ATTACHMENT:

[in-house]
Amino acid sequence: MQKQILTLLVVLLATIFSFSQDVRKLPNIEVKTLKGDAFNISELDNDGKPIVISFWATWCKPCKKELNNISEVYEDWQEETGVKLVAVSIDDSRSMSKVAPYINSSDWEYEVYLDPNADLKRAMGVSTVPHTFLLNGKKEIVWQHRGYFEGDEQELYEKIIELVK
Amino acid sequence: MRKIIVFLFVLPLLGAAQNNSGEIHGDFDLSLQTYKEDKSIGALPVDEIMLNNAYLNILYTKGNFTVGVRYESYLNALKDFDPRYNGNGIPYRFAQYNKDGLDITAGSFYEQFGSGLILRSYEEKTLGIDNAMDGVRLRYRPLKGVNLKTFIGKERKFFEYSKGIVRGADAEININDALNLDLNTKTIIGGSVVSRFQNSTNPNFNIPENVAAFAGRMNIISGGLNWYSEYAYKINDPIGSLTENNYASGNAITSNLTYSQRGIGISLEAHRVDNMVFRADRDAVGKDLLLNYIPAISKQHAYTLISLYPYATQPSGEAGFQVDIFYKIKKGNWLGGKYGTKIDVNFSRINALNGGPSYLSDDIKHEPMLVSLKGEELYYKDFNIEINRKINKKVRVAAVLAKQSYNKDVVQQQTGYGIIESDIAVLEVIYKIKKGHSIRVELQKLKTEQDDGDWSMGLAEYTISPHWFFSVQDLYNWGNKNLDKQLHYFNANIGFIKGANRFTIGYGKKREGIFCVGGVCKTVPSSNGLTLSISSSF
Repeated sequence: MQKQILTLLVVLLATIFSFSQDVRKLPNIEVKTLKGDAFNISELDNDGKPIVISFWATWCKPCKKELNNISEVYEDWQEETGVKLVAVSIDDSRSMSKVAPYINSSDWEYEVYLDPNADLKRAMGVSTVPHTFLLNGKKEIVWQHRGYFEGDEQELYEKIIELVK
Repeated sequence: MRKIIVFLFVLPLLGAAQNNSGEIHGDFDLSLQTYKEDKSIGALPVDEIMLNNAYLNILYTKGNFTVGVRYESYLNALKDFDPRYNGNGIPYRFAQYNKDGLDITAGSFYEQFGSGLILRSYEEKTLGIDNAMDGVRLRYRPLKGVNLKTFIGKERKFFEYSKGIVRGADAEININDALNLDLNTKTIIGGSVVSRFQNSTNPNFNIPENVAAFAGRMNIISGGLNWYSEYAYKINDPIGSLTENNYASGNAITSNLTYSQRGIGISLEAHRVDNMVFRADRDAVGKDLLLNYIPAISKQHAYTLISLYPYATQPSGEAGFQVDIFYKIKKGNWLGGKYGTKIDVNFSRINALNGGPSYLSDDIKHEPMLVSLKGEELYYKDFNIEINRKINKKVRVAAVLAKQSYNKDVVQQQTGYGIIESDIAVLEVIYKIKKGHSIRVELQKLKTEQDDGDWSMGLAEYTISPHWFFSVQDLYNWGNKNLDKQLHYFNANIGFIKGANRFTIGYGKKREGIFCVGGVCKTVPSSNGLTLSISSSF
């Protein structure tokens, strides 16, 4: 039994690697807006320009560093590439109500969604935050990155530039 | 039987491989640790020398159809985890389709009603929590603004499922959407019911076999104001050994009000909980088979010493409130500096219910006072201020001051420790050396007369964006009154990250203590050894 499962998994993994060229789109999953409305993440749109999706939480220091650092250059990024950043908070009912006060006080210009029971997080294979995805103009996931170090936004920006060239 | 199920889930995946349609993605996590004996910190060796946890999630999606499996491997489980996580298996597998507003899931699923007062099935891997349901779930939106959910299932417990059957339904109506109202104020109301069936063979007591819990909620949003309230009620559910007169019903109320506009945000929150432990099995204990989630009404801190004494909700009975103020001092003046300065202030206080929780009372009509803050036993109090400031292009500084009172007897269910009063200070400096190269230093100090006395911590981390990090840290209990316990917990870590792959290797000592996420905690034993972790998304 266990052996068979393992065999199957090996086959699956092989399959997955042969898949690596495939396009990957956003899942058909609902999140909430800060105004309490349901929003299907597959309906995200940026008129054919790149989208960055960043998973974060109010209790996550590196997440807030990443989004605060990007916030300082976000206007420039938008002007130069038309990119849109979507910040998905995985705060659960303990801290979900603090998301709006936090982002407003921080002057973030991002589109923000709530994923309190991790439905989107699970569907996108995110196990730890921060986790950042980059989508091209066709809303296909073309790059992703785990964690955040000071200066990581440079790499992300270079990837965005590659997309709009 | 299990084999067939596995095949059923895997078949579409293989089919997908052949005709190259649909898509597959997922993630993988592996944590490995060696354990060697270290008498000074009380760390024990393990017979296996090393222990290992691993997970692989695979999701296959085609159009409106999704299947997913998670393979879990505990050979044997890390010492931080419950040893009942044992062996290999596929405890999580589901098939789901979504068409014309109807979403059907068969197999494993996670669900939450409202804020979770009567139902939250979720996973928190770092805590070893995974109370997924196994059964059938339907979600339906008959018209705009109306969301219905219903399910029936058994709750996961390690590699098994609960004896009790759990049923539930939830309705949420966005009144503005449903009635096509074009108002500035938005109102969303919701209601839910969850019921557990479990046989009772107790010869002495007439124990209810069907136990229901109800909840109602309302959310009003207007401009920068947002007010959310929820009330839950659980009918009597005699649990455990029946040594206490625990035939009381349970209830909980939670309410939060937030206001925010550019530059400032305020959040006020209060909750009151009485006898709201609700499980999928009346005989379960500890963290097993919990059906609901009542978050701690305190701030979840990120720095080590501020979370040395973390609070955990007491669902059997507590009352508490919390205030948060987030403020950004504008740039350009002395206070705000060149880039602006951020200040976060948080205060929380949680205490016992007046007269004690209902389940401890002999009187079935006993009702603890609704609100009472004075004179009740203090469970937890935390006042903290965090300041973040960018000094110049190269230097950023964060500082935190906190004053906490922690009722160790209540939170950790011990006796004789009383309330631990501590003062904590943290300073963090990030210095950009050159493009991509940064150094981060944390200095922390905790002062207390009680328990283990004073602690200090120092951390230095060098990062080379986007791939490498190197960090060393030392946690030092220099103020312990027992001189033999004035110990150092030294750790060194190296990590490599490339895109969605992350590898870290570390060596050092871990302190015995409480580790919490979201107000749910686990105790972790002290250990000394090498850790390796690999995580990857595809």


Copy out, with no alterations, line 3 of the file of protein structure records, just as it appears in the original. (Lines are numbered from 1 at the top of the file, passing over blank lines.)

Amino acid sequence: MRKIIVFLFVLPLLGAAQNNSGEIHGDFDLSLQTYKEDKSIGALPVDEIMLNNAYLNILYTKGNFTVGVRYESYLNALKDFDPRYNGNGIPYRFAQYNKDGLDITAGSFYEQFGSGLILRSYEEKTLGIDNAMDGVRLRYRPLKGVNLKTFIGKERKFFEYSKGIVRGADAEININDALNLDLNTKTIIGGSVVSRFQNSTNPNFNIPENVAAFAGRMNIISGGLNWYSEYAYKINDPIGSLTENNYASGNAITSNLTYSQRGIGISLEAHRVDNMVFRADRDAVGKDLLLNYIPAISKQHAYTLISLYPYATQPSGEAGFQVDIFYKIKKGNWLGGKYGTKIDVNFSRINALNGGPSYLSDDIKHEPMLVSLKGEELYYKDFNIEINRKINKKVRVAAVLAKQSYNKDVVQQQTGYGIIESDIAVLEVIYKIKKGHSIRVELQKLKTEQDDGDWSMGLAEYTISPHWFFSVQDLYNWGNKNLDKQLHYFNANIGFIKGANRFTIGYGKKREGIFCVGGVCKTVPSSNGLTLSISSSF